They made their way through
storm-washed grasses, their reeking
wounds, sores from the salted sea,
to be blessed by the holy relief
in the soft touch of rain.
The corbelled stones, dug out
of the earth to stand as a beacon
for the foreigners starved for silence,
shaped like the boat that brought them,
is no longer cell nor church,
but strength in solitude.
Like these foreigners, I stand inside,
lay my hands on the smooth stone,
and capture the smallest source of light
as it breaks through the oratory window.
Footnote: The Gallarus Oratory (Séipéilín Ghallarais) is often translated as “The Church [or Shelter] of the Place of the Foreigners”. Shaped like an upturned boat, many believe it was an early Christian church while others have argued that it was merely a shelter for pilgrims making their way from Ventry Harbour to the summit of Mount Brandon. The simple dry-stone structure in Co. Kerry, Ireland has remained waterproof and in near-perfect condition.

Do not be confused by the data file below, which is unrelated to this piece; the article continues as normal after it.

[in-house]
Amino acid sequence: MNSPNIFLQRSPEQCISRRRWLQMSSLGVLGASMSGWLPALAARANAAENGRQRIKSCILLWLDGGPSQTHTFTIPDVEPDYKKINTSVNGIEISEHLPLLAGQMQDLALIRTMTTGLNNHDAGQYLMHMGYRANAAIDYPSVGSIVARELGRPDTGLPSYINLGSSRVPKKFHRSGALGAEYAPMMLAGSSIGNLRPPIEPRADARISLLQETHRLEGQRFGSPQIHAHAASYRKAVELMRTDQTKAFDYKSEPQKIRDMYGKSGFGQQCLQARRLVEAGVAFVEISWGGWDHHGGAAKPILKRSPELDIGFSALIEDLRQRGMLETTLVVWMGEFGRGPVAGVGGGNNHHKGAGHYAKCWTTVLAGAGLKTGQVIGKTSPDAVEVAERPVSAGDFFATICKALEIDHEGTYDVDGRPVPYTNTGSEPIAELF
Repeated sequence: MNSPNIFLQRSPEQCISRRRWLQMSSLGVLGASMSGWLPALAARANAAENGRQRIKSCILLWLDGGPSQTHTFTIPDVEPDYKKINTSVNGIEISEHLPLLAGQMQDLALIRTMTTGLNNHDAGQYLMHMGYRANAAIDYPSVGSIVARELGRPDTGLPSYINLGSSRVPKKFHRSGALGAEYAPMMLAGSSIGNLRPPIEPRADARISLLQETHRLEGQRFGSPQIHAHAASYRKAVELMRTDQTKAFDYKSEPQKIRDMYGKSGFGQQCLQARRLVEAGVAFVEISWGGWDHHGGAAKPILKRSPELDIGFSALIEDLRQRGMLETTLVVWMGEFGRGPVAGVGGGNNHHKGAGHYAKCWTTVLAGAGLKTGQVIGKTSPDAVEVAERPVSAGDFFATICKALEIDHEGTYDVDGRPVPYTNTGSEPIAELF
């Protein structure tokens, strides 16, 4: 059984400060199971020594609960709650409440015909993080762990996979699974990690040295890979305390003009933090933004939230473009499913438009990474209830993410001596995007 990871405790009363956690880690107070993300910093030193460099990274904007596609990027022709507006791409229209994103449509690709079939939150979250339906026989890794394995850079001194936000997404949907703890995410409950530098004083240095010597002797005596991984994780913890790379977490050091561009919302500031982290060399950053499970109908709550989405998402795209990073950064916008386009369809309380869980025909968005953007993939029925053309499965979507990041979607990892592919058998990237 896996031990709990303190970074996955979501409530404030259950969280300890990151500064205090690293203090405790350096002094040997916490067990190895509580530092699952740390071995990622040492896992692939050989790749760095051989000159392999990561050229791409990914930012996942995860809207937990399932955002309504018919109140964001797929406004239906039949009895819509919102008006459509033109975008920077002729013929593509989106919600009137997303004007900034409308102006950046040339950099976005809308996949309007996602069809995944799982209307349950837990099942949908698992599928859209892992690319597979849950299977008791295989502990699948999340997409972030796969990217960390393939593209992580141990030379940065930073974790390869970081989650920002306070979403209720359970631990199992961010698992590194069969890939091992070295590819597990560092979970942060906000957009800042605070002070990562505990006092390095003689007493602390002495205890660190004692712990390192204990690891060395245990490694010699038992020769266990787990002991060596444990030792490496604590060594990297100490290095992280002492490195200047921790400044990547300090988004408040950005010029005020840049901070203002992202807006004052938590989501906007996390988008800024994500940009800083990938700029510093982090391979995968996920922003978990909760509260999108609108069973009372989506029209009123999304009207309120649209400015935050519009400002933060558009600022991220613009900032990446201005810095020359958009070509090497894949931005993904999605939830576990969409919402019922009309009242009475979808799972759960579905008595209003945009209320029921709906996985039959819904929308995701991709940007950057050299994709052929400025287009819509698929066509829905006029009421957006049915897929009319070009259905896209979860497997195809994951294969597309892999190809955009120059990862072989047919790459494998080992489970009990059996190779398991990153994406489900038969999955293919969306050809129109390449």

Chris Brauer lives in British Columbia, Canada where he splits his time between writing and teaching. He has written a travel memoir about living in the Sultanate of Oman, and is currently writing about Ireland – both in prose and poetry. Read more at www.chrisbrauerwriter.com or at www.facebook.com/chrisbrauerwriter.